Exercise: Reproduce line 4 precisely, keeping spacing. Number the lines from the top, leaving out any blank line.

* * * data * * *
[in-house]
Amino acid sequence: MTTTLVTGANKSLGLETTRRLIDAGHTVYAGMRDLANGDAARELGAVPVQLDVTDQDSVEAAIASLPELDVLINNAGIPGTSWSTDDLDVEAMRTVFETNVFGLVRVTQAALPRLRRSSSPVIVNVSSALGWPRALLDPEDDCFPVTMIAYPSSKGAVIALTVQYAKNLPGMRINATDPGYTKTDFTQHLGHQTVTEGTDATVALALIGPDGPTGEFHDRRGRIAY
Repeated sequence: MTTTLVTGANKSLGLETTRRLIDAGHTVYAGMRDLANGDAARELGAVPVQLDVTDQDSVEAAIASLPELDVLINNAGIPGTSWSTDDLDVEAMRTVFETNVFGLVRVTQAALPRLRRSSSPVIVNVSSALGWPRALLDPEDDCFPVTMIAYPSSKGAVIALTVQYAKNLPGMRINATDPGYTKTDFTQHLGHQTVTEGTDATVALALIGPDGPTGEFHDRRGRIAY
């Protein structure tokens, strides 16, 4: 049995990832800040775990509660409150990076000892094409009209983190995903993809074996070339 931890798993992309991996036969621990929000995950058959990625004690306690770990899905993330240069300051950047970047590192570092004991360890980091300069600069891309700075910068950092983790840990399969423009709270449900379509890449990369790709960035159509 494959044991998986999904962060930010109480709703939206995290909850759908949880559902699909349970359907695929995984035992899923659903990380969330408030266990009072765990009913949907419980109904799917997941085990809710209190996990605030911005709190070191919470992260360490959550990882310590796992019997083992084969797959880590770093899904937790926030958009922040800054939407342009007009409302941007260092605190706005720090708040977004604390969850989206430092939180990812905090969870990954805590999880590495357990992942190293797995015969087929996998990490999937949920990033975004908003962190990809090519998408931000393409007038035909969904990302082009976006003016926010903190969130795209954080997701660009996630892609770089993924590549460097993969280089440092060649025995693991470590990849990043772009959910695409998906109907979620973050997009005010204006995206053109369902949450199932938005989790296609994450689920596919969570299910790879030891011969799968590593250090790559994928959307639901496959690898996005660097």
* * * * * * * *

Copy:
């Protein structure tokens, strides 16, 4: 049995990832800040775990509660409150990076000892094409009209983190995903993809074996070339 931890798993992309991996036969621990929000995950058959990625004690306690770990899905993330240069300051950047970047590192570092004991360890980091300069600069891309700075910068950092983790840990399969423009709270449900379509890449990369790709960035159509 494959044991998986999904962060930010109480709703939206995290909850759908949880559902699909349970359907695929995984035992899923659903990380969330408030266990009072765990009913949907419980109904799917997941085990809710209190996990605030911005709190070191919470992260360490959550990882310590796992019997083992084969797959880590770093899904937790926030958009922040800054939407342009007009409302941007260092605190706005720090708040977004604390969850989206430092939180990812905090969870990954805590999880590495357990992942190293797995015969087929996998990490999937949920990033975004908003962190990809090519998408931000393409007038035909969904990302082009976006003016926010903190969130795209954080997701660009996630892609770089993924590549460097993969280089440092060649025995693991470590990849990043772009959910695409998906109907979620973050997009005010204006995206053109369902949450199932938005989790296609994450689920596919969570299910790879030891011969799968590593250090790559994928959307639901496959690898996005660097």